In the Northeast sink gillnet fishery, all non-compliant hauls were comprised of nets without the required number of pingers; no fishing was observed in areas closed to all gillnet fishing (Table 3). In contrast, in the Mid-Atlantic, about a quarter (25.2%) of all non-compliant hauls occurred in a closed area. Many (49.5%) of the Mid-Atlantic non-compliant hauls had smaller than regulation twine size, and several (20.0%) that were not in compliance had longer than regulated total gear lengths and more nets than allowed (Table 3).

Bycatch rates

Bycatch rates during the 2007-2008 management season were higher than the proposed target bycatch rates in areas that could trigger closures under proposed management actions (Table 4). The proposed modifications to the HPTRP state that if the average bycatch rate from two consecutive management seasons in the Gulf of Maine CCA trigger area (composed of the Massachusetts Bay, Mid-Coast, and proposed Stellwagen Bank MAs) exceeds the target bycatch rate of 0.031 harbor porpoises/mtons landed, the result would be the seasonal closure of the Gulf of Maine CCA (Figure 1c). For the 2007-2008 management season, the combined bycatch rate (0.067 harbor porpoises/mtons landed) in these regions was over twice this target bycatch rate.  It should be noted, however, that there are currently no HPTRP management measures in place in the proposed Stellwagen Bank MA.

Under the proposed modifications to the HPTRP, if the average bycatch rate for two consecutive management seasons in the proposed Southern New England MA exceeds the target bycatch rate of 0.023 harbor porpoises/mtons landed, the result would be the seasonal closure of the Cape Cod South Expansion CCA and the Eastern Cape Cod CCA (Figure 1c). For the 2007-2008 management season, the combined bycatch rate (0.096 harbor porpoise/mtons landed) in these regions was over four times the target bycatch rate (Table 4).  It should be noted, however, that there are currently no HPTRP management measures in place for the proposed Southern New England MA aside from the current requirements in the Cape Cod South MA.

Twenty-nine (80.5%) of the 36 incidental takes observed between June 2007 and May 2008 occurred in times and areas of newly proposed management measures, and all of the remaining takes except for one occurred in existing MAs (Table 5, Figure 2). Among the seven bycatch events that did not occur in proposed MAs, 1 haul did not have pingers and was not required to, 3 hauls used pingers and were compliant with existing HPTRP regulations, and 3 hauls did not use pingers even though pingers were required; each of these hauls had one incidental take per haul (Table 5). In the existing HPTRP MAs, no bycatch was observed in the Cape Cod South and Offshore MAs, and 5 out of 6 bycatch events occurred in the Mid-Coast MA (Table 6). When current HPTRP MA hauls were in compliance with pinger regulations, the average bycatch rate was nearly half the rate of non-pinger compliant hauls in these same times and areas (0.019 vs. 0.038) (Table 6).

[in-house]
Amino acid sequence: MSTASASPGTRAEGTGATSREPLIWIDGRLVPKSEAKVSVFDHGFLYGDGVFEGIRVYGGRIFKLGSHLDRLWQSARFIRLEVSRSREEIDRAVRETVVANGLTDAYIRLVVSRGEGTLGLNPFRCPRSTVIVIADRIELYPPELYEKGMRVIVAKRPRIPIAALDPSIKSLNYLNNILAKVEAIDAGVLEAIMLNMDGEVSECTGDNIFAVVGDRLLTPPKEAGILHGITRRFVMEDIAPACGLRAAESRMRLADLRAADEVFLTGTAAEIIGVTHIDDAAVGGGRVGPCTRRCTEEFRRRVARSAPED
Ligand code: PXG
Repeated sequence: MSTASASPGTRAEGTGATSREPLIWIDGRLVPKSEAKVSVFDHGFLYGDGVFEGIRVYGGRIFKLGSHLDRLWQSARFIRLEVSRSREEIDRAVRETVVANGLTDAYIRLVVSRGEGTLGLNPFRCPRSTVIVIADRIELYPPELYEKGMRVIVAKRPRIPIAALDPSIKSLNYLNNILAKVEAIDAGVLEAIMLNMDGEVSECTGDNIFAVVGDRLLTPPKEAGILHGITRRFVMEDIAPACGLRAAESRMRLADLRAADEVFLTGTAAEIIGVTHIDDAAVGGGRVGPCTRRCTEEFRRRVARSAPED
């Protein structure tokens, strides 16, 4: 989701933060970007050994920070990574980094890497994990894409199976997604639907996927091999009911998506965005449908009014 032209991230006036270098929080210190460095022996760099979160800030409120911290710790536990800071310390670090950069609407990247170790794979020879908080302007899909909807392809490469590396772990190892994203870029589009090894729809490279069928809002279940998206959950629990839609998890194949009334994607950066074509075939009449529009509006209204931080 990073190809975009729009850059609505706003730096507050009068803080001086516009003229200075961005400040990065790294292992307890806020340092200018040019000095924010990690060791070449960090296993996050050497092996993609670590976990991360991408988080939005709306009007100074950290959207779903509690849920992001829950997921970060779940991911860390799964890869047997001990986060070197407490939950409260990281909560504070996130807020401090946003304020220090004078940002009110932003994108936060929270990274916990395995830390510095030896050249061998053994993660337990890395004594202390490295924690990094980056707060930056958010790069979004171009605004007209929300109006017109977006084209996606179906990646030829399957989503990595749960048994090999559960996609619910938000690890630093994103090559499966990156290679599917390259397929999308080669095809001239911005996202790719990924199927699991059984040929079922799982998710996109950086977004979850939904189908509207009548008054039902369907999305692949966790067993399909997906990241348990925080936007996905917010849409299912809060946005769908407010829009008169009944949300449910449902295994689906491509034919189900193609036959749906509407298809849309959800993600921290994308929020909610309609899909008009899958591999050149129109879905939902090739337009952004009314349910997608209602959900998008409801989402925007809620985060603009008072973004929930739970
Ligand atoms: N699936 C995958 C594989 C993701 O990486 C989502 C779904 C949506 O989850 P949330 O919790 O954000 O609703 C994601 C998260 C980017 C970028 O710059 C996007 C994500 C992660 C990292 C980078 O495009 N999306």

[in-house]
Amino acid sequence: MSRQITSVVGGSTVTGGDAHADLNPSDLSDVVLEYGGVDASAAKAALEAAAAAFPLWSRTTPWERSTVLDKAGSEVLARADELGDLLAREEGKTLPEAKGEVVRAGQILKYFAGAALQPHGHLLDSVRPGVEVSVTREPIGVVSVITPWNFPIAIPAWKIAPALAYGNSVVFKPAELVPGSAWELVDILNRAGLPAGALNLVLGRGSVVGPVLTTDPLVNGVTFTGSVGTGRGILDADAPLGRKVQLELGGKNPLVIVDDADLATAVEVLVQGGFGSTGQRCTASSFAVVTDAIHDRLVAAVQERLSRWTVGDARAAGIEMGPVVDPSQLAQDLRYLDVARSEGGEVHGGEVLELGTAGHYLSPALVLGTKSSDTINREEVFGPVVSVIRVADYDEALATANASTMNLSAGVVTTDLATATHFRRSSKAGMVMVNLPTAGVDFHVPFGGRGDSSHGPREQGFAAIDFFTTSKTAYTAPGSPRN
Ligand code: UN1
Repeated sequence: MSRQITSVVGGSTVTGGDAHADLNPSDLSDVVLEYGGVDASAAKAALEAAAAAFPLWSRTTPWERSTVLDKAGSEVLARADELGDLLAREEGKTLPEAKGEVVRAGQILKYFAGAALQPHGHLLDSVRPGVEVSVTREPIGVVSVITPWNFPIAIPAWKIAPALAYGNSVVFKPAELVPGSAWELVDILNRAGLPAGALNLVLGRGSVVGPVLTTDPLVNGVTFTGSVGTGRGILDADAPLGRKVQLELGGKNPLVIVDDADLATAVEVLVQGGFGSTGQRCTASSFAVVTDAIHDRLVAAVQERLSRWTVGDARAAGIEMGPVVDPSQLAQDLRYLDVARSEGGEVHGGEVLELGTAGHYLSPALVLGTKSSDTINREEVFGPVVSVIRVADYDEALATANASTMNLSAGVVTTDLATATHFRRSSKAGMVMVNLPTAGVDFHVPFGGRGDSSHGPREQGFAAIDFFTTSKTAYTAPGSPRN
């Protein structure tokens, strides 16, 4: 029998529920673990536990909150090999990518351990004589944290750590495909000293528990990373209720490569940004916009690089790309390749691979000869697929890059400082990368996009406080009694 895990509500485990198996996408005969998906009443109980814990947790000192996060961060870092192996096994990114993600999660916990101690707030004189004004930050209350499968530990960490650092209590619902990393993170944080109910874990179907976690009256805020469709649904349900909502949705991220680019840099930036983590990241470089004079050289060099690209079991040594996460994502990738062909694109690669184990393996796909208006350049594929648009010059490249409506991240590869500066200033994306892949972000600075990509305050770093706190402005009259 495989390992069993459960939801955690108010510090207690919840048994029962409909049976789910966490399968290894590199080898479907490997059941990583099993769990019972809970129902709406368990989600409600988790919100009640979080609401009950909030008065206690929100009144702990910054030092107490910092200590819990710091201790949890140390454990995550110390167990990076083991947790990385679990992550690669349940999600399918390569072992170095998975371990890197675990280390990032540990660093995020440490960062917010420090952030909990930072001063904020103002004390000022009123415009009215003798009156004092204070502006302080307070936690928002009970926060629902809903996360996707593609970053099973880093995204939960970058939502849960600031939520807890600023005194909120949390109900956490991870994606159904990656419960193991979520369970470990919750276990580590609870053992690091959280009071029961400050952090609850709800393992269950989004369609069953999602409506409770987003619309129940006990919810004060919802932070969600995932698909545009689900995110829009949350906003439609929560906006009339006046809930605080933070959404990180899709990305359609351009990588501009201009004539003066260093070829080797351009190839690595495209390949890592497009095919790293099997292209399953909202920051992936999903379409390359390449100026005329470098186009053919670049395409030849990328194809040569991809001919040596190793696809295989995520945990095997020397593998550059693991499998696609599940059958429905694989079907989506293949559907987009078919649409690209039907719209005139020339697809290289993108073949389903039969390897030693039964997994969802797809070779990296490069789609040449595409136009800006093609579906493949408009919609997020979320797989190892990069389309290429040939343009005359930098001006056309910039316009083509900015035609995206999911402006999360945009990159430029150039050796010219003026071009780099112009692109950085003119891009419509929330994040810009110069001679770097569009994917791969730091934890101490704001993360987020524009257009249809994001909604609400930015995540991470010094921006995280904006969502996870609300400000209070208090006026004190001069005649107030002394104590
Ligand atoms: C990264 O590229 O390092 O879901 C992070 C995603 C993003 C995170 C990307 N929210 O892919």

Twenty of the 29 takes that occurred in proposed MAs occurred in times and areas when pingers are not required currently, but are proposed for management under the proposed HPTRP modifications (Table 5, Figure 2). Fourteen of these 20 were observed in the proposed Southern New England MA on hauls with no pingers, and the other six were observed in the proposed Stellwagen Bank MA, of which two hauls had pingers on their nets at a level that would be compliant with proposed HPTRP modifications (Table 5). Nine of the 29 incidental takes in proposed MAs occurred in the proposed Mudhole South MA, which under the proposed measures would be closed when these takes occurred (Table 5, Figure 2). Included in the proposed Mudhole South bycatch was one haul that caught 4 harbor porpoises (the most of any haul during the study period) while using smaller than regulation twine size.

Pinger Testers

Development of NEFOP tester

Since the previous pinger tester update at the December HPTRT meeting, the NEFOP contracted with an engineering student at the University of Rhode Island to reconfigure 10 existing pinger testers that were not working optimally. NEFOP trained observers were issued the new testers and determined over the course of several months that the units that were reconfigured did not perform well in the field. In February 2008 NEFOP started new market research to develop a new type of unit. A request for a quote to develop a new type of unit was published in June 2008. One proposal was submitted in response. After months of limited communication with the organization that submitted the proposal, in October 2008 the proposal was not accepted and it was determined that additional vendors were needed. The Northeast Regional Office (NERO) and NEFOP continued to search for possible vendors and found two additional potential vendors. In July 2009 the process to request a quote to design 32 testers was started and is currently in process.

While working on these requests for quotes, NEFOP has also been working on evaluating currently used testers. In January 2009 all testers were brought back to the NEFOP training center to evaluate their functionality. Several units that were not working well were repaired in-house and then were re-issued to observers that would be performing gillnet trips in the future. Though the testers still suffer from lack of durability and battery-life issues, six testers are currently in the field.